Tuesday, October 06, 2015
Amsterdam, NY ,



Voters approve Montgomery County Charter in city and towns

Wednesday, November 07, 2012 - Updated: 7:10 PM


Recorder News Staff

A referendum to change Montgomery County’s government was approved by voters Tuesday.

In order to adopt the proposed local law establishing a home-rule charter, the referendum was required to garner a majority in the city of Amsterdam, and a cumulative majority of the 10 towns.

Republican election Commissioner Terry Smith said this morning both majorities were garnered. According to unofficial results, the charter was approved in the city by a margin of 2,665-1,339, and in the towns by 5,299-3645.

Charter Commission Chairman Dustin Swanger was thrilled with the results, he said.

“I’m very happy that it passed. I think it bodes well for the future of Montgomery County. I’ll continue to reiterate that this is not a referendum against people who hold office, it was a referendum for the structure of those offices.”

The charter will transfer the authority of the 15-member Board of Supervisors to a nine-member legislature, and institute an elected county executive position.

The proposition is the culmination of seven months of expedited research, deliberation and public meetings by the Charter Commission, which was appointed in March by the Board of Supervisors.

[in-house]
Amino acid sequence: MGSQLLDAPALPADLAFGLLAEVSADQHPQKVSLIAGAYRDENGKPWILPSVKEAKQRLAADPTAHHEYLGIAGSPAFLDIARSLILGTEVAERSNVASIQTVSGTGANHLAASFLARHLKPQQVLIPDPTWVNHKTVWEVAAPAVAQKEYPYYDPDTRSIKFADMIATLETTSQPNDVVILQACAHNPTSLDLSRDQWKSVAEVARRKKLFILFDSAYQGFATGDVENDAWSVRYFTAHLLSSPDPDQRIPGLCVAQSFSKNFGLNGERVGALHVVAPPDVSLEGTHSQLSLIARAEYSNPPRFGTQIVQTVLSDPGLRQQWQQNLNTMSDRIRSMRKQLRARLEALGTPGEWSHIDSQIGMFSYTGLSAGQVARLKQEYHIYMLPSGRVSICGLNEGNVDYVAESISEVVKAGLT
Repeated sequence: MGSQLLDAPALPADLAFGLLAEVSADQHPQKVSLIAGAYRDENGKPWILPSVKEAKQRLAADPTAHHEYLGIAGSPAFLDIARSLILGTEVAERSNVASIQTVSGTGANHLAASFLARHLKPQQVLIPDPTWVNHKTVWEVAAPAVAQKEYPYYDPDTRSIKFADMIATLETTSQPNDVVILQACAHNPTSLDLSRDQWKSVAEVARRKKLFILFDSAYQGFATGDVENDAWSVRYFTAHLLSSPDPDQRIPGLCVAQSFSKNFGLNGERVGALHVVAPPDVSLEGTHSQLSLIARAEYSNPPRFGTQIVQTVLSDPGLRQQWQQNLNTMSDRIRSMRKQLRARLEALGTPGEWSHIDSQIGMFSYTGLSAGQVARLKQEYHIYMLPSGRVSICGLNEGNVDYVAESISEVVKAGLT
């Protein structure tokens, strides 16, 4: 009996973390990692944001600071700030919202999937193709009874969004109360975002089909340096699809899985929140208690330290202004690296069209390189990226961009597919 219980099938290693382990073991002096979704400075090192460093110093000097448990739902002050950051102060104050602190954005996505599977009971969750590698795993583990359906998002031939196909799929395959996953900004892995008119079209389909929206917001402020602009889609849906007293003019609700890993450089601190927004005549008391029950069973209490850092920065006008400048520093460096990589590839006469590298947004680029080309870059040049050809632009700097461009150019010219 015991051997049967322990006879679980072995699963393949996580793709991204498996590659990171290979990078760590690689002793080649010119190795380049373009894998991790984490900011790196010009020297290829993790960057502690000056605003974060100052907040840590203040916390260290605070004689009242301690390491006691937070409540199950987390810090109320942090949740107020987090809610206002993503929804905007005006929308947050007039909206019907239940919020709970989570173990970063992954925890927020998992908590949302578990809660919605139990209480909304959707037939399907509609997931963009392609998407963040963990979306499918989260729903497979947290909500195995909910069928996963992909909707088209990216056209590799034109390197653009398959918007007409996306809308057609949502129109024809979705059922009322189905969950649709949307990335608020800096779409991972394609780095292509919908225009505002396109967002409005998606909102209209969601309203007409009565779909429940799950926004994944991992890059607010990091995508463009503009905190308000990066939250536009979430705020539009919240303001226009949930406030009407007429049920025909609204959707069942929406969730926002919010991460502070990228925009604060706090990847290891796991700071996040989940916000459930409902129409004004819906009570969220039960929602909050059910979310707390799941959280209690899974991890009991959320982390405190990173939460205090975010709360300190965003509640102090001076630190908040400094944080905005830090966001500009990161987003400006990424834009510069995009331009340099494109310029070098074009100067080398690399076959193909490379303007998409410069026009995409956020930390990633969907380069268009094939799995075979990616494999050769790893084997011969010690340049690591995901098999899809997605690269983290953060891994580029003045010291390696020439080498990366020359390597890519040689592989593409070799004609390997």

It was required, by resolution, to craft a charter, in less than four months, that included provisions for an elected county executive.

A charter is a document that defines the powers and duties of a government.

The commission was given the option whether the charter transferred legislative functions to a legislature, or retained a board of supervisors. The commission chose the former.

Currently, 10 supervisors are elected to serve their town governments, and they also serve on the county board with five supervisors elected from each of the city of Amsterdam’s wards.

Supervisors will still be elected to serve the 10 town governments, but will no longer serve the county board.

Instead, nine legislators will be chosen from districts that have equal population.

The charter directs the elected executive to oversee the county departments. He or she will appoint department heads, propose a budget, and will have veto powers that can be overridden by a two-thirds majority of the legislature.


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